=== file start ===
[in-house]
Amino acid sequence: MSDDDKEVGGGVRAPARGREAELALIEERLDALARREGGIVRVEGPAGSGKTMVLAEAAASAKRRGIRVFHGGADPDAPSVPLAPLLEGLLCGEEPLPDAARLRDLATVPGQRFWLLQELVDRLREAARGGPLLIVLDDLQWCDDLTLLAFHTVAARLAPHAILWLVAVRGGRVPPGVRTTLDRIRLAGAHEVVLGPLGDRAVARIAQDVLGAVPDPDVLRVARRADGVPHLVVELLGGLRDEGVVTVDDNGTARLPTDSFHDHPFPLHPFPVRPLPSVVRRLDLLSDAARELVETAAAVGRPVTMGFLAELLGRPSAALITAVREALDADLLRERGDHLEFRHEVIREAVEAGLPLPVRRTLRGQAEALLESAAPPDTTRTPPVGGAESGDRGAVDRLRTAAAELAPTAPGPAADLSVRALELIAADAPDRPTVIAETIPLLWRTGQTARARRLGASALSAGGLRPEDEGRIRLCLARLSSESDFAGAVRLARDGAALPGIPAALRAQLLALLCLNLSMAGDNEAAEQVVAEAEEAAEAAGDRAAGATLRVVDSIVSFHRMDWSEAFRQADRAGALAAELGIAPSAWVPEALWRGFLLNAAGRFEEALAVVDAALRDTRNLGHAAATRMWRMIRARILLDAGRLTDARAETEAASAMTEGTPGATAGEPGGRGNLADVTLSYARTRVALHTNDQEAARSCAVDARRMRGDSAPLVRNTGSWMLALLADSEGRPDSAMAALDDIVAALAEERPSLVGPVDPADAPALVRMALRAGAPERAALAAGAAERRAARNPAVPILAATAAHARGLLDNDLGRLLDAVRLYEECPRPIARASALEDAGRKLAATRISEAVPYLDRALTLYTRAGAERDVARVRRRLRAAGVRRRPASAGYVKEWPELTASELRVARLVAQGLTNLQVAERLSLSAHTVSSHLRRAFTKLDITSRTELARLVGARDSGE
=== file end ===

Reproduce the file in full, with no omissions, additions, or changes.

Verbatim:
[in-house]
Amino acid sequence: MSDDDKEVGGGVRAPARGREAELALIEERLDALARREGGIVRVEGPAGSGKTMVLAEAAASAKRRGIRVFHGGADPDAPSVPLAPLLEGLLCGEEPLPDAARLRDLATVPGQRFWLLQELVDRLREAARGGPLLIVLDDLQWCDDLTLLAFHTVAARLAPHAILWLVAVRGGRVPPGVRTTLDRIRLAGAHEVVLGPLGDRAVARIAQDVLGAVPDPDVLRVARRADGVPHLVVELLGGLRDEGVVTVDDNGTARLPTDSFHDHPFPLHPFPVRPLPSVVRRLDLLSDAARELVETAAAVGRPVTMGFLAELLGRPSAALITAVREALDADLLRERGDHLEFRHEVIREAVEAGLPLPVRRTLRGQAEALLESAAPPDTTRTPPVGGAESGDRGAVDRLRTAAAELAPTAPGPAADLSVRALELIAADAPDRPTVIAETIPLLWRTGQTARARRLGASALSAGGLRPEDEGRIRLCLARLSSESDFAGAVRLARDGAALPGIPAALRAQLLALLCLNLSMAGDNEAAEQVVAEAEEAAEAAGDRAAGATLRVVDSIVSFHRMDWSEAFRQADRAGALAAELGIAPSAWVPEALWRGFLLNAAGRFEEALAVVDAALRDTRNLGHAAATRMWRMIRARILLDAGRLTDARAETEAASAMTEGTPGATAGEPGGRGNLADVTLSYARTRVALHTNDQEAARSCAVDARRMRGDSAPLVRNTGSWMLALLADSEGRPDSAMAALDDIVAALAEERPSLVGPVDPADAPALVRMALRAGAPERAALAAGAAERRAARNPAVPILAATAAHARGLLDNDLGRLLDAVRLYEECPRPIARASALEDAGRKLAATRISEAVPYLDRALTLYTRAGAERDVARVRRRLRAAGVRRRPASAGYVKEWPELTASELRVARLVAQGLTNLQVAERLSLSAHTVSSHLRRAFTKLDITSRTELARLVGARDSGE